I Make A Movie Every Year And Send It To Cannes, It’s My Dream: Jayaraj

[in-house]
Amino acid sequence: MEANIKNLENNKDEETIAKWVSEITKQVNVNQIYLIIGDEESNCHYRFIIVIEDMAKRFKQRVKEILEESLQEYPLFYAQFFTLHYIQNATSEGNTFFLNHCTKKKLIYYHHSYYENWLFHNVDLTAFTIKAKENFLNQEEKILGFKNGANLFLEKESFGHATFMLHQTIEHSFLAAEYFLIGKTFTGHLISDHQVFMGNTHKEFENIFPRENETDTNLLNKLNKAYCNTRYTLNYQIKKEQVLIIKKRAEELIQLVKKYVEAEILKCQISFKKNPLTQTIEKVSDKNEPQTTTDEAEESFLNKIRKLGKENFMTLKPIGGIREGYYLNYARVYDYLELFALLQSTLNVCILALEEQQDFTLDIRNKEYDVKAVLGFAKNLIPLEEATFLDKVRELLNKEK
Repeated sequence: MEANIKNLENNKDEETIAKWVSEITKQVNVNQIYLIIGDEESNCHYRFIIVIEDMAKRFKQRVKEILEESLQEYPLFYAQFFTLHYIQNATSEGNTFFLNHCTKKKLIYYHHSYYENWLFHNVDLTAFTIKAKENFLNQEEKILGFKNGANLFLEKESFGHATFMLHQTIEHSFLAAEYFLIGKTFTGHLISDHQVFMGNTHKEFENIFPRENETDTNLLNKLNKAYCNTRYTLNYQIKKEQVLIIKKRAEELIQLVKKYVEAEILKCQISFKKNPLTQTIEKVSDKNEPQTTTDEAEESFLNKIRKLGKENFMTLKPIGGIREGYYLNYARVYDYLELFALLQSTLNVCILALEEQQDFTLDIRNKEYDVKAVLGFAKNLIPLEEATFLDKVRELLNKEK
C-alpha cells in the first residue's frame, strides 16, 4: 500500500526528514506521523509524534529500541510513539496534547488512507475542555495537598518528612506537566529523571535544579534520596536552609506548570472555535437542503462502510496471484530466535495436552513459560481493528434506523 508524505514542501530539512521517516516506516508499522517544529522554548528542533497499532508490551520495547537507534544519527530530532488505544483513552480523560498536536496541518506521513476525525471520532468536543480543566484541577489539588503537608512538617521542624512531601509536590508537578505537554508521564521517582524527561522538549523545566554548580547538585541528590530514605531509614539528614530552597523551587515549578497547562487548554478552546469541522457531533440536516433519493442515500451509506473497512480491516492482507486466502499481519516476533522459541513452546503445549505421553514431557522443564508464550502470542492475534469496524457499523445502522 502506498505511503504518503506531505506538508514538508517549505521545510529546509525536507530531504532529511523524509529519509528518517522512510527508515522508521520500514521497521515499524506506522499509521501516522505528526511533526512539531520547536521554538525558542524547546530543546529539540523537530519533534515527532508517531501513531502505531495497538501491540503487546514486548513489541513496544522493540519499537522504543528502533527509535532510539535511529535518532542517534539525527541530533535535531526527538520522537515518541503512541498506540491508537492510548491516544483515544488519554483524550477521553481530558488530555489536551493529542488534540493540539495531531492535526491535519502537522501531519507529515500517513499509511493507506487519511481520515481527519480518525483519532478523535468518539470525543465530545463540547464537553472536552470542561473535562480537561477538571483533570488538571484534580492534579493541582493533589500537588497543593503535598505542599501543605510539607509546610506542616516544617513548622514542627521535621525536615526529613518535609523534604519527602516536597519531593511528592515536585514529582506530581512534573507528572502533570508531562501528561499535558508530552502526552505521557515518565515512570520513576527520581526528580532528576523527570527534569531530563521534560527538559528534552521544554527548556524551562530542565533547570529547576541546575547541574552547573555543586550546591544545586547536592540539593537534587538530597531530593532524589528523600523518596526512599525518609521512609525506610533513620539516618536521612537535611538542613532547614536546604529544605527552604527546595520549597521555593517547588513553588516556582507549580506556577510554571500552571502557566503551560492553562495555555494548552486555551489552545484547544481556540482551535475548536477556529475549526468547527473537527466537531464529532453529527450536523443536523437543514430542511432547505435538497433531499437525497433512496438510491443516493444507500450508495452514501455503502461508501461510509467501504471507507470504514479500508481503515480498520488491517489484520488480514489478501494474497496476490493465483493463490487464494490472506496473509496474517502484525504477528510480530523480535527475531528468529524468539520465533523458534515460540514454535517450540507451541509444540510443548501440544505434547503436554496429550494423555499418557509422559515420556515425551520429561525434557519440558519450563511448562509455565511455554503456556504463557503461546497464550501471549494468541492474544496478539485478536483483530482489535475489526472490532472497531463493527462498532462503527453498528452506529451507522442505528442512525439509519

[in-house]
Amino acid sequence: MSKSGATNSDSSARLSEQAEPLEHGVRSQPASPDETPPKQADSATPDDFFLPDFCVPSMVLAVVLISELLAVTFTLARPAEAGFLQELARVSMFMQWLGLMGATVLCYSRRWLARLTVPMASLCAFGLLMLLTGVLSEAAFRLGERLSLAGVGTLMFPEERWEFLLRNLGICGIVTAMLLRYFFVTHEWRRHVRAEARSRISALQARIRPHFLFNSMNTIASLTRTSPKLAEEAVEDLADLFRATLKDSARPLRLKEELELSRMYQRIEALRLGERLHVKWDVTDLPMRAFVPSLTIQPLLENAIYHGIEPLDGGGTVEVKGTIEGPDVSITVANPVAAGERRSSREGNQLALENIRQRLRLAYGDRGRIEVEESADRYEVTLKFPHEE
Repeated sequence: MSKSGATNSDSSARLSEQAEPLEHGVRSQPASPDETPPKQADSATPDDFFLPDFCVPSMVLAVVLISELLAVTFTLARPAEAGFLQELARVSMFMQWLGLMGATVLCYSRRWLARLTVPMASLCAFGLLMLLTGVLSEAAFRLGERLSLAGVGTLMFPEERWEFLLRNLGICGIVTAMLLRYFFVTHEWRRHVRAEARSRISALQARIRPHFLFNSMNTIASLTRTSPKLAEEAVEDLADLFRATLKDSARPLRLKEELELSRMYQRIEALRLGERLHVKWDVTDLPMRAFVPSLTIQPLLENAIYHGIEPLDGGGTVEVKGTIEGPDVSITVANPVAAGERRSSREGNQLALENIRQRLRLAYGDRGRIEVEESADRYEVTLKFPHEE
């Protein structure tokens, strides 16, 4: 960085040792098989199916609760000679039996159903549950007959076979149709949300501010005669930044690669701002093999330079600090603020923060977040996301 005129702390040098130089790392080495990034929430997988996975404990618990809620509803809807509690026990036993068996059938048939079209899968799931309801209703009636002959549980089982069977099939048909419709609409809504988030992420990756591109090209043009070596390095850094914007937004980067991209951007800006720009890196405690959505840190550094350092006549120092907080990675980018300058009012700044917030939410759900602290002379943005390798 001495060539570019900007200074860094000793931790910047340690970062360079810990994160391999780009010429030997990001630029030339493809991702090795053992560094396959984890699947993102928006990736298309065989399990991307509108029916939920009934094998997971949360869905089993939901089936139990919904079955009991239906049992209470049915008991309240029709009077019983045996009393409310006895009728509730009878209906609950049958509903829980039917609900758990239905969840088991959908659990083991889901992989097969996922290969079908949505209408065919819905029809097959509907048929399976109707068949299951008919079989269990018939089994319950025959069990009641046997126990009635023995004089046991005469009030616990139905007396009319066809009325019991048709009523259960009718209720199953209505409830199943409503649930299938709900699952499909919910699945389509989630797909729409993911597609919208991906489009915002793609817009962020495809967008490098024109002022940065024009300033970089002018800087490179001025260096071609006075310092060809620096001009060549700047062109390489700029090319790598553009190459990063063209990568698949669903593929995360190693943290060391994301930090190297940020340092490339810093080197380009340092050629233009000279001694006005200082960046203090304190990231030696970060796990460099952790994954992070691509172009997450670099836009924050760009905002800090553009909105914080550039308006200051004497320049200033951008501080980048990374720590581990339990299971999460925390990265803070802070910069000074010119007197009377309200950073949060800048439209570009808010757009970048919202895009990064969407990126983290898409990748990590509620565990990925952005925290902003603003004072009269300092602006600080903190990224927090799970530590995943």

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Director Jayaraj began his Navarasa series with Shantham in 2000, followed by Karunam, Bhibatsa, Adbutham, Veeram, Bhayanakam, Roudram 2018 and now Hasyam which premiered at the International Film Festival of Kerala 2021. He talks about the unusual profession of the film’s protagonist, a cadaver agent,  and his advice to aspiring indie filmmakers, in this interview with Baradwaj Rangan. Edited Excerpts… Your film Hasyam is on the subject of death, even though in your Navarasa series, its rasa is humour. How did this combination come about? It started in 2000, with Shanthan, Karunam, Adbutham, and so on. I was trying to avoid Hasyam because of the genre. There are so many different patterns of comedy. I was wondering what pattern I should choose. Sometimes, the humour of enlightenment could be the ultimate. You always have a smile on your face after you come to know the secret of wisdom. But, I thought I needed a different idea.  Suddenly, I got a different perspective when I was thinking of black humour. The audience is laughing but characters are talking about dead bodies. I was trying to say something humorously but, at the same time, it had a philosophical dimension. That’s the moment I started to focus on Haasyam.  One of the recurring jokes in the film (even though it’s not really a joke) is that our protagonist is what his daughter calls a ‘dead body agent’. There’s a subtext about why waste our bodies after we are dead, when it can be used to save the dying. That’s not the important point, but a lot of different points arise due to the humour. You ask yourself a lot of things, that’s the important thing. I used to go to medical exhibitions when I was a kid. I’ve seen parts of the human body kept in jars. But one cadaver was placed on a table. I was totally scared. I was thinking, if the cadaver was actually conscious and watching: someone takes his heart, someone takes his liver. So, my first thought was to create a monologue of a cadaver. But that’s obvious, and it could be crude: where’s the humour in it? So, I thought I’d make the film about a cadaver agent.  [embedded content] Today a lot of independent filmmakers are trying to see where best to premiere their films. You’ve had Ottal in the Berlin Film Festival. And Hasyam premiered in IFFK. What’s your advice to young filmmakers trying to get into the festival circuit? I make a movie every year and send it to Cannes, it’s my dream. But, I’ve never entered so far. I’ve made a film after Hasyam and I’m sending it to Cannes. I’m determined to enter. I keep on trying. I always prefer the best.  I can say something to younger people: money is not needed to make a movie. Whenever you dream something and write with determination, and when you feel it’s time, you just start shooting. Money will come, if you go ahead. The camera will come. The actors will come. Everything will happen and you can finish at the earliest. If there’s money involved, there will be a lot of limitations.  So many independent filmmakers are coming up. If someone asks you how they can set themselves apart, what would your advice be? It’s absolutely the script. The ultimate thing is the screenplay and you should be different there. Like Jonathan Livingston Seagull, I tell people to fly differently.